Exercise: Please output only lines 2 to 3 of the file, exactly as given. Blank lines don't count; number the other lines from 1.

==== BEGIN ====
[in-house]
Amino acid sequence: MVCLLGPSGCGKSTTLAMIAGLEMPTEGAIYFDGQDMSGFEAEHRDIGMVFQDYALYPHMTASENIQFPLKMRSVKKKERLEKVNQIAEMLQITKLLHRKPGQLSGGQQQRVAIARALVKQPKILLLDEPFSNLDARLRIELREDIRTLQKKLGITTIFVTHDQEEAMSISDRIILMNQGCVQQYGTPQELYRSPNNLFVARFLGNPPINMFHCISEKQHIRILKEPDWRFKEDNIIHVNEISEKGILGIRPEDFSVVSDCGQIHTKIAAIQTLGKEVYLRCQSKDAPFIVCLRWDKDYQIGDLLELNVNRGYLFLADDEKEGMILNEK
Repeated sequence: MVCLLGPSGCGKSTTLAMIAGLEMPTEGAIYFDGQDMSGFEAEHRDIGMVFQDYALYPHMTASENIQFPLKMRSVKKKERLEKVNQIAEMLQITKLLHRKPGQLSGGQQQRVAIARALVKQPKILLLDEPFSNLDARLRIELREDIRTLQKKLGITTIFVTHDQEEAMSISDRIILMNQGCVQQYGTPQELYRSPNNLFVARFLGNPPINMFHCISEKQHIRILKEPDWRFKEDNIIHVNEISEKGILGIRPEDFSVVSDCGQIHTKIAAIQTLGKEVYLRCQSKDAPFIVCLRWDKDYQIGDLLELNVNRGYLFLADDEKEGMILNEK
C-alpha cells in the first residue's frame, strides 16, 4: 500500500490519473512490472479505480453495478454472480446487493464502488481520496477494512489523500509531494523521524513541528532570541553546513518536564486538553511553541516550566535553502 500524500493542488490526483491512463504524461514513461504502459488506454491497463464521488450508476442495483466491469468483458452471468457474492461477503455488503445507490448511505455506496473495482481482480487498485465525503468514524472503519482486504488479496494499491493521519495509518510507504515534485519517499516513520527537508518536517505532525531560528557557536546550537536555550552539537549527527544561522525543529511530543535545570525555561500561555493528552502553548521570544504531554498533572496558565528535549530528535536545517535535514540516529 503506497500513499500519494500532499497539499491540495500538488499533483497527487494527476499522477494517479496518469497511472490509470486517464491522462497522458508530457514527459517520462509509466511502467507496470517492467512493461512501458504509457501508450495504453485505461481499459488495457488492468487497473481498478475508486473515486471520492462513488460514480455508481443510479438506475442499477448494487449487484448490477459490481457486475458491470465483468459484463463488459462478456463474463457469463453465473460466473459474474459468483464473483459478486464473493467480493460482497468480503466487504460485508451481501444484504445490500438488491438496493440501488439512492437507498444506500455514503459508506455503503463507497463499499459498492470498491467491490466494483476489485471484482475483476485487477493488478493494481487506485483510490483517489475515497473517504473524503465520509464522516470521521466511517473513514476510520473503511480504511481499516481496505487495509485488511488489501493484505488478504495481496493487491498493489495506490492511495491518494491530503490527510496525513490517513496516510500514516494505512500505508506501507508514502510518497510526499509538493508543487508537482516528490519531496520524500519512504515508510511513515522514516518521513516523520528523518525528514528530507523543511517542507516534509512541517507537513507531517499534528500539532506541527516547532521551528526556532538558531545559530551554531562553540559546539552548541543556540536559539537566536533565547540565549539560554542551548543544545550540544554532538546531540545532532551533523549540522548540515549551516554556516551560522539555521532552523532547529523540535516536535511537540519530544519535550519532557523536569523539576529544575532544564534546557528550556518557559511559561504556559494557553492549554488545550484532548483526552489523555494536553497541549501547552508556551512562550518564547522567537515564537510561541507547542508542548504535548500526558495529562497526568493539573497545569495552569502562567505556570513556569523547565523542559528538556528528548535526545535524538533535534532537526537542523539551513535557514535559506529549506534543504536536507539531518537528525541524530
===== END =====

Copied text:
Amino acid sequence: MVCLLGPSGCGKSTTLAMIAGLEMPTEGAIYFDGQDMSGFEAEHRDIGMVFQDYALYPHMTASENIQFPLKMRSVKKKERLEKVNQIAEMLQITKLLHRKPGQLSGGQQQRVAIARALVKQPKILLLDEPFSNLDARLRIELREDIRTLQKKLGITTIFVTHDQEEAMSISDRIILMNQGCVQQYGTPQELYRSPNNLFVARFLGNPPINMFHCISEKQHIRILKEPDWRFKEDNIIHVNEISEKGILGIRPEDFSVVSDCGQIHTKIAAIQTLGKEVYLRCQSKDAPFIVCLRWDKDYQIGDLLELNVNRGYLFLADDEKEGMILNEK
Repeated sequence: MVCLLGPSGCGKSTTLAMIAGLEMPTEGAIYFDGQDMSGFEAEHRDIGMVFQDYALYPHMTASENIQFPLKMRSVKKKERLEKVNQIAEMLQITKLLHRKPGQLSGGQQQRVAIARALVKQPKILLLDEPFSNLDARLRIELREDIRTLQKKLGITTIFVTHDQEEAMSISDRIILMNQGCVQQYGTPQELYRSPNNLFVARFLGNPPINMFHCISEKQHIRILKEPDWRFKEDNIIHVNEISEKGILGIRPEDFSVVSDCGQIHTKIAAIQTLGKEVYLRCQSKDAPFIVCLRWDKDYQIGDLLELNVNRGYLFLADDEKEGMILNEK